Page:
“Divorced. Beheaded. Died. Divorced. Beheaded. Survived.” The first six words of “Six” sum up the fate of each of King Henry VIII’s six wives. The first six minutes of “Six” (the length of the song “Ex Wives”) preview everything else we can expect from this first new musical to open on Broadway in 19 months: “Six” promises a cheeky history lesson as if performed by a spicy girl group at an arena pop rock concert.
The start of the concert is a high-energy spectacle, loud, busy and electrifying. And “Six” remains high-energy and loud for most of its 80 minutes, with a six-member cast, backed by an all-female band, that’s charismatic and indefatigable. But the electricity winds up feeling static.
After that opening number, each of the six women gets the spotlight one by one. Each is devastatingly fit, in strong voice, and bedecked in Gabriella Slade’s costumes that cleverly interpret Tudor era style armor and bodices with a sexy Heavy Metal/S&M aesthetic. Each portrayal manages to be memorable, despite the challenges: Even if the creative team hadn’t conceived the characters as a girl group, how much of the individual personalities has been retained about these six historical figures from the 16th century? I mean, three of them were named some version of Catherine, and two of them a version of Anne.
One by one, the Catherines and the Annes and Jane tell their stories in the chronological order of their marriage, each one given a song in the style of a different pop diva. The conceit is not just that this is a pop concert, but that the singing queens decide to compete against one another in something like a reality TV show contest: They will tell their stories to prove they deserve the title of “the Queen who was dealt the worst hand/The Queen with the most hardships to withstand.”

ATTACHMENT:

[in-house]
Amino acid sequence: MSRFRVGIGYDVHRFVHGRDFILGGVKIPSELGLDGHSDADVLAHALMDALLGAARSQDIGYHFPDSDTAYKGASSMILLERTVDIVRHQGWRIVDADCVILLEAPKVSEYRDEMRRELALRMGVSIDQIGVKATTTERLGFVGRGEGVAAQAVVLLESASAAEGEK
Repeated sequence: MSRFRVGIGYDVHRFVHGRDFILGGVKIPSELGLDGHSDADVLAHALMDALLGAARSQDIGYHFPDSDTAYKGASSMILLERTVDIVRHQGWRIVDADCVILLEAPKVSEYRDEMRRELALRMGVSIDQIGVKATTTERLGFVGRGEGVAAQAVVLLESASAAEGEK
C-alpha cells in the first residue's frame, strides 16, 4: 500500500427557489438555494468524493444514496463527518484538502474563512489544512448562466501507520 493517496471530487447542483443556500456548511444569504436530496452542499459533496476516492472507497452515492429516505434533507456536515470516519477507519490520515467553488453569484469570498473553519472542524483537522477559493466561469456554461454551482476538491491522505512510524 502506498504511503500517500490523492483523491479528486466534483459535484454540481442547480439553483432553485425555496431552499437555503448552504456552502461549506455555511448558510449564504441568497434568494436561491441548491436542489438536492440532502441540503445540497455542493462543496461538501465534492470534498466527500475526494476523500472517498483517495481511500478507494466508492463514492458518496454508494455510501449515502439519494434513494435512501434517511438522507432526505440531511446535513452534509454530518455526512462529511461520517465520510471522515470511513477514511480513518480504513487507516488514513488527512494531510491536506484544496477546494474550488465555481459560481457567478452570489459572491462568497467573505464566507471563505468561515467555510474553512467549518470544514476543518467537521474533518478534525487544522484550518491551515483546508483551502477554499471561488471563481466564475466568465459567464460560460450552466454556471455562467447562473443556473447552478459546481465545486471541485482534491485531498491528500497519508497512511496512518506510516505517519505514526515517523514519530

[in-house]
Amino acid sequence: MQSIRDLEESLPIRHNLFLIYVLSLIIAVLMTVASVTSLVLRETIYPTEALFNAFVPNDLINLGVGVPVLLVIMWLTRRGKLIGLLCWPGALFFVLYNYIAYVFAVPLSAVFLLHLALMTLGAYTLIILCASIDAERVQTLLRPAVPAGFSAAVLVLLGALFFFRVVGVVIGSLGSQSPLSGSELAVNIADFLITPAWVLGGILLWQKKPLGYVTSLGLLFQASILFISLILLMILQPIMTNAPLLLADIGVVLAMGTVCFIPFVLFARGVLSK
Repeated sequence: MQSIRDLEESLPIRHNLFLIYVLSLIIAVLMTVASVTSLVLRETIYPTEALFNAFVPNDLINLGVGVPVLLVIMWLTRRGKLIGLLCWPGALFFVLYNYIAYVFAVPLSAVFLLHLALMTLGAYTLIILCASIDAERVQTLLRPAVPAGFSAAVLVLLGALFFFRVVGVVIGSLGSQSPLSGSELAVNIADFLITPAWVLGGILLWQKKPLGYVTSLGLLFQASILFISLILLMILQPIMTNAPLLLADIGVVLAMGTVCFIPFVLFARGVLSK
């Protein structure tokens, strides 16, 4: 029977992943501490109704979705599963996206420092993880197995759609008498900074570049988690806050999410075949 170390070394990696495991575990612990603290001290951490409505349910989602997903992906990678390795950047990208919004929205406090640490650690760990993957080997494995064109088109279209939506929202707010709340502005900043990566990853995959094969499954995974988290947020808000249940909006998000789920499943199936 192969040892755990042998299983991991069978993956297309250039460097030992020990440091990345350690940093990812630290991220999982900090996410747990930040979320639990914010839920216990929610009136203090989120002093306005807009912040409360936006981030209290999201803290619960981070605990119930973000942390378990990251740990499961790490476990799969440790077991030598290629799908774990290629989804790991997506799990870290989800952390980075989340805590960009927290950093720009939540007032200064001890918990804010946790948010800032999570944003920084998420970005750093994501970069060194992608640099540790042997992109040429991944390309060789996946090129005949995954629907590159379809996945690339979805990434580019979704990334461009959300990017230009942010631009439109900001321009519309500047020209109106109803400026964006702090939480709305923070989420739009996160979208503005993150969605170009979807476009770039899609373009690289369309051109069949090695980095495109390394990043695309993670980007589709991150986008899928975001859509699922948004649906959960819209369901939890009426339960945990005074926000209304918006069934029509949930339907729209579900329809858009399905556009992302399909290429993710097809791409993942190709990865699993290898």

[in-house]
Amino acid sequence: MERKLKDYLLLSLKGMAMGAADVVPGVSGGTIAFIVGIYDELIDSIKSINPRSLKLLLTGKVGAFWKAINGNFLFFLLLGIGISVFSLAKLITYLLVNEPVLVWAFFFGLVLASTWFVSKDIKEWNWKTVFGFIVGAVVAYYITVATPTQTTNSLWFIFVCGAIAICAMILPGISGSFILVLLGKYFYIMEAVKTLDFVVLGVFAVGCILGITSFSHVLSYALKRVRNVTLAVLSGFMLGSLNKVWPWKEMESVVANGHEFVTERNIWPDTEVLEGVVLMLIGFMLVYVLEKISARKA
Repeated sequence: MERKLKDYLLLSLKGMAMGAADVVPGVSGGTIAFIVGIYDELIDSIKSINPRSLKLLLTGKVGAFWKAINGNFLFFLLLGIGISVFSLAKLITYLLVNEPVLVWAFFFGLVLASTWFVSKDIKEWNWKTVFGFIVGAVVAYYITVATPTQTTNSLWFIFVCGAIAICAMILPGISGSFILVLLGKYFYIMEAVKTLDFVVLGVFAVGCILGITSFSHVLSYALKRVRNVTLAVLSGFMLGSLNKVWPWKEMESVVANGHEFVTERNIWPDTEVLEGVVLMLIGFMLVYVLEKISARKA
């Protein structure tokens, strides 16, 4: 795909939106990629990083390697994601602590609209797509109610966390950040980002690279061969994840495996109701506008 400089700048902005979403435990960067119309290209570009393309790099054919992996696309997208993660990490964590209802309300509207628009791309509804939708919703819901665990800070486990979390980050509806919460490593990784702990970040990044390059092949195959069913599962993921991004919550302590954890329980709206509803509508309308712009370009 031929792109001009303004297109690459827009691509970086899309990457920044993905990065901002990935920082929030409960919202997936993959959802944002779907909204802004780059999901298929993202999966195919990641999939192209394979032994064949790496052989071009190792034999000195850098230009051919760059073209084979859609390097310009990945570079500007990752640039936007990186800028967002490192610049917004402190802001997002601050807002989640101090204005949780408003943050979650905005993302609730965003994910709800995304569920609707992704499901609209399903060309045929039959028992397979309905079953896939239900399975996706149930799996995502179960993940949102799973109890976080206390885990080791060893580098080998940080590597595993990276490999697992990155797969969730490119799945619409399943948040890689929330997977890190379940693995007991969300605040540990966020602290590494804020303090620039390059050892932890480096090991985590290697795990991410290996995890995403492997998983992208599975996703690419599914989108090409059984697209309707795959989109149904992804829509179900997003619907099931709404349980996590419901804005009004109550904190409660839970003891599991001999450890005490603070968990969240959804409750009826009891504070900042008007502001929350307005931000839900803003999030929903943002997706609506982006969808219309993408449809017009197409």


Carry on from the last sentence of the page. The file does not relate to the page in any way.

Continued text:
Adrianna Hicks is up first, telling the story (what the characters call the “histo-remix”) of the first wife, Catherine of Aragon, who came from Spain to wed England’s heir apparent, Henry’s older brother, Arthur. But Arthur died shortly afterward, so Catherine married Henry. They remained husband and wife for almost a quarter of a century. But the king was disappointed that Catherine did not give him a male heir; her only surviving child was female. So Henry sought to annul the marriage, and marry one of the women with whom he had been cavorting, Anne Boleyn. Hicks sings a Beyonce-like number, “No Way”
Aragon: Suddenly he wants to annul our marriage
Move some side-chick into my palace
And move me into a convent
Now, I don’t think I’d look that good in a wimple. So I’m like… NO WAY.
…You must think that I’m crazy
You wanna replace me, baby, there’s ….
Chorus (the rest of the queens): N-n-n-n-n-n-no way
Aragon: If you think for a moment
I’d grant you annulment, just hold up, there’s
Chorus: N-n-n-n-n-n-no way